Consider it as risky as unwashed lettuce.
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When I was a kid, my Grandma would entertain the grandkids by making Play-Doh from scratch. She'd mix flour, water, salt, food coloring, and a few other items from the pantry, and it would magically become Play-Doh. It was fun to mold and sculpt and, at least according to my little brother, delicious to eat.

He really shouldn't have eaten it. Not just because we had all had our dirty hands all over it, but because it was made of raw flour. People just don't know that eating raw flour isn't safe.

While many of us grew up playing with or even eating raw flour in unbaked cookie dough, pizza crusts, or, if you're my brother, homemade Play-Doh, the Food and Drug Administration strongly discourages it.

"People don't think of raw flour as being a concern," Jenny Scott, a senior adviser in the office of food safety at the FDA Center for Food Safety and Applied Nutrition told Live Science in 2016.

While the risk is low, it's very real. The CDC issued a warning back in 2016 after an outbreak of E. coli that sickened at least 42 people in 21 states was traced to a batch of General Mills flour sold under the brand names Gold Medal, Gold Medal Wondra, and Signature Kitchens. While the outbreak triggered a recall, fast forward a few years and people still don't seem to recognize the risk from eating raw flour, even though the FDA warns consumers about it.

The reason flour is risky to eat is because while it looks like a powder, it's as much of a raw food as lettuce or carrots. Flour is made from grains that are grown in fields where they may be exposed to a variety of harmful bacteria like Salmonella and E. coli. The processing that flour goes through to convert from plant to powder doesn't kill them. And unlike lettuce or carrots, you can't wash flour to clean it.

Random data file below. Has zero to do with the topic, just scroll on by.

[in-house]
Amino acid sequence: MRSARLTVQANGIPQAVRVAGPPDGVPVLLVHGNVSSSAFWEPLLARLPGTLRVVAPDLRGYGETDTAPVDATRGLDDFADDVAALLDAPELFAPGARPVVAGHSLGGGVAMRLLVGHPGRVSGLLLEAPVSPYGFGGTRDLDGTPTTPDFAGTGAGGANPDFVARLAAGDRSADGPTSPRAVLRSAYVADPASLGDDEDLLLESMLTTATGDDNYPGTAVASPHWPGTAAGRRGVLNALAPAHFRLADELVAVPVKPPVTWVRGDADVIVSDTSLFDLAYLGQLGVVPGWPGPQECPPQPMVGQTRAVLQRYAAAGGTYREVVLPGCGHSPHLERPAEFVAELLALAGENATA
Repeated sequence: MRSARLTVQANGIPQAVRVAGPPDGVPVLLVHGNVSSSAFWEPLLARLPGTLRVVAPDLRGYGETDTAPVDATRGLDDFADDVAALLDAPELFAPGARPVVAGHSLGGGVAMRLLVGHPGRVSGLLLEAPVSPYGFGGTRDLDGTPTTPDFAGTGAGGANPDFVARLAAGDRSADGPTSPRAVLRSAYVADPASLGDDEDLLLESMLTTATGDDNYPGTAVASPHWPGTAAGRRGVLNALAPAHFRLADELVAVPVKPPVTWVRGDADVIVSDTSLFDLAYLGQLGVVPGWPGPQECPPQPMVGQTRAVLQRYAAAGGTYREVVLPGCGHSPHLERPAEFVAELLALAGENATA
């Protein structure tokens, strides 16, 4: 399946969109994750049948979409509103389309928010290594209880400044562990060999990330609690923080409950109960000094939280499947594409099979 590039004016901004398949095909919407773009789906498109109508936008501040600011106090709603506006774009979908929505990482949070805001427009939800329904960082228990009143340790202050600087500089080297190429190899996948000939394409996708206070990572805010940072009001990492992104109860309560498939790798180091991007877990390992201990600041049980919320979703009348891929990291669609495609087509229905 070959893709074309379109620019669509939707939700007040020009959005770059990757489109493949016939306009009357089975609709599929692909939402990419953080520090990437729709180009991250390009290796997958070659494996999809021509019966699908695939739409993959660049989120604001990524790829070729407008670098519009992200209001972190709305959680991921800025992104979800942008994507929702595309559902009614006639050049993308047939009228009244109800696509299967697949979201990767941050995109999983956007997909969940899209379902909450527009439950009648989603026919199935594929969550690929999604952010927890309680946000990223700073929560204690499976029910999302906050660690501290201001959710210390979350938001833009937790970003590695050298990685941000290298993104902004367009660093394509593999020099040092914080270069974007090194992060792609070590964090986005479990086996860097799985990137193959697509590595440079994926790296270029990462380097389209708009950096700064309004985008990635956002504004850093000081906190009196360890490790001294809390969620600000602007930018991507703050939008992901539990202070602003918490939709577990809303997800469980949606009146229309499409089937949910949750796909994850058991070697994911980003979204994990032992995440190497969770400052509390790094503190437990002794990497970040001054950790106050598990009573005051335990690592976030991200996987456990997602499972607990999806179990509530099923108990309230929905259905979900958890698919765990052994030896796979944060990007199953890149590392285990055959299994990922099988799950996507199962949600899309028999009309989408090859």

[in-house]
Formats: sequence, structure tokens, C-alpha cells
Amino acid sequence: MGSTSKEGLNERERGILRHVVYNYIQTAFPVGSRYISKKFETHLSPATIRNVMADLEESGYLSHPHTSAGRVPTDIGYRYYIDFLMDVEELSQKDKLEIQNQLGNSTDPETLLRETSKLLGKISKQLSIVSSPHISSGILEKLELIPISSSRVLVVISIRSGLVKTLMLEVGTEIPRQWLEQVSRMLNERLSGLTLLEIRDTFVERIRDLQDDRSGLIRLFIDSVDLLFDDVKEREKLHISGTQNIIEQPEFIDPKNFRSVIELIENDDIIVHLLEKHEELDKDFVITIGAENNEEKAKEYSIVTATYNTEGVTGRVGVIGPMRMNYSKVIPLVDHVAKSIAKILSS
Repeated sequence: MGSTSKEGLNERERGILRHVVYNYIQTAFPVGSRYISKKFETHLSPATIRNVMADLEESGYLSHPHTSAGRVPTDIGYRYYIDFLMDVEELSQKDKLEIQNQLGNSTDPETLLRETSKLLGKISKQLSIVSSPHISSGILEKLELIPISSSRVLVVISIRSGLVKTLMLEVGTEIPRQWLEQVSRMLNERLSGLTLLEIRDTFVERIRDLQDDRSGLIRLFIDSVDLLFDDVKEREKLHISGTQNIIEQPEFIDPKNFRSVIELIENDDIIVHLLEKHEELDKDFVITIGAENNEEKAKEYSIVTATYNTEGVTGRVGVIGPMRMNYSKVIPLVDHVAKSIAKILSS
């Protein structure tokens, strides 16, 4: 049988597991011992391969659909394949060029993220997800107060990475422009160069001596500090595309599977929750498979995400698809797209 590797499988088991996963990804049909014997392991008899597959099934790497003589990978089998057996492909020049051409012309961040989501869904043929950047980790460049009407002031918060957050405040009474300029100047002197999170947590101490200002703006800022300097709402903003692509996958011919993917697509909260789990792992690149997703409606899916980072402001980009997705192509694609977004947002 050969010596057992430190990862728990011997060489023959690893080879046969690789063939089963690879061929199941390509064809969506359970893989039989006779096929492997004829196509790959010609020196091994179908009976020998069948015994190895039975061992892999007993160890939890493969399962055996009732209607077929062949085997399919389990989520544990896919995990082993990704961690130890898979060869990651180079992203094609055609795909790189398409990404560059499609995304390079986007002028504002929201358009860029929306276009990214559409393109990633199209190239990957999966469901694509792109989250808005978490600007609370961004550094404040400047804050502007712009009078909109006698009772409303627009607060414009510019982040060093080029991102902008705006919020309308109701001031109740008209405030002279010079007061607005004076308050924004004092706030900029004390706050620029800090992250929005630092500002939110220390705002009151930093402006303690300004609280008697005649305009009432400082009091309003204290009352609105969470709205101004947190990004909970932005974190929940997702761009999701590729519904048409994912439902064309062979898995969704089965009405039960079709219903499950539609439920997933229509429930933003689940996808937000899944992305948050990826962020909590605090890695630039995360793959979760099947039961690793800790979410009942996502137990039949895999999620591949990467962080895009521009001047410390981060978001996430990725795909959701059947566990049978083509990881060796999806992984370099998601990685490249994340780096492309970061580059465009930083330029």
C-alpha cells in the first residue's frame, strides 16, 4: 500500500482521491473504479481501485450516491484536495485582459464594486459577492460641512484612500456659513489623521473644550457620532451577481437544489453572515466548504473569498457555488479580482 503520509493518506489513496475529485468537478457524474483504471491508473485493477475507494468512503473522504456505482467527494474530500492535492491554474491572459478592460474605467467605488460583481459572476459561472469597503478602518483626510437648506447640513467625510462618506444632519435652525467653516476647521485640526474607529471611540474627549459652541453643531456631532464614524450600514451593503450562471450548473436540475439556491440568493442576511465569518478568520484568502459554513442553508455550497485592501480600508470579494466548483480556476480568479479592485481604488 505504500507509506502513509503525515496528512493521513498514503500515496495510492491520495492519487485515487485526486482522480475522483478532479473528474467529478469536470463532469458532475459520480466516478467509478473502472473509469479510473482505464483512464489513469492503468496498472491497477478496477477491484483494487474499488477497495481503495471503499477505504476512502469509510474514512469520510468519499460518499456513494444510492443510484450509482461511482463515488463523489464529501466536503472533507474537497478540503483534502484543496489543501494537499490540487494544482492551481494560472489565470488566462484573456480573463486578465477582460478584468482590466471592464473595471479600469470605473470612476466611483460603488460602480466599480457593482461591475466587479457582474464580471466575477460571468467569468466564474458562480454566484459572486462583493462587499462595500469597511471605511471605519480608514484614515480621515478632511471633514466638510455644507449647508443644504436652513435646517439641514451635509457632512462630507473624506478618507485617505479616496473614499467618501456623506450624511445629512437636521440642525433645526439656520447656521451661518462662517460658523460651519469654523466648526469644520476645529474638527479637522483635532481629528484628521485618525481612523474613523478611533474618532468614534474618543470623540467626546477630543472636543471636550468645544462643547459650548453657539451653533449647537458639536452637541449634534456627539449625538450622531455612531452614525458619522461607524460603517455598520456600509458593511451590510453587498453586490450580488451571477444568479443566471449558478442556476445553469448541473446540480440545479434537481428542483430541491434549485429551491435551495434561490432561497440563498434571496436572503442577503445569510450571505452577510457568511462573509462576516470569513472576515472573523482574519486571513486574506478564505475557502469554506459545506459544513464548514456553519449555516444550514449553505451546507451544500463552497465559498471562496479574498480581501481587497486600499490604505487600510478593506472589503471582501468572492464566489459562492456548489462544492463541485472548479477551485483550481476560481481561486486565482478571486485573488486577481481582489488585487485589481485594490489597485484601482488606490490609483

Two recent studies shared by the site Food Safety News highlight the fact that consumption of raw flour is a real threat to public health. In fact, the Centers for Disease Control and Prevention (CDC) list "raw flour" as one of their seven main groups of foods that can cause food poisoning, and there have been many E.coli outbreaks in the past decade that have been linked to raw flour. 

Those recent studies suggest that Americans need to be better educated on how to safely handle flour, so, let us be clear: Eating raw flour is really risky. The CDC has an entire web page about the dangers with the evocative title of Say No to Raw Dough. The main takeaways are not to eat raw dough or batter (even cookie dough); always wash your hands, tools, and countertops after handling raw flour or dough; and don't let kids play with raw dough or homemade Play-Doh—and definitely don't let them eat it.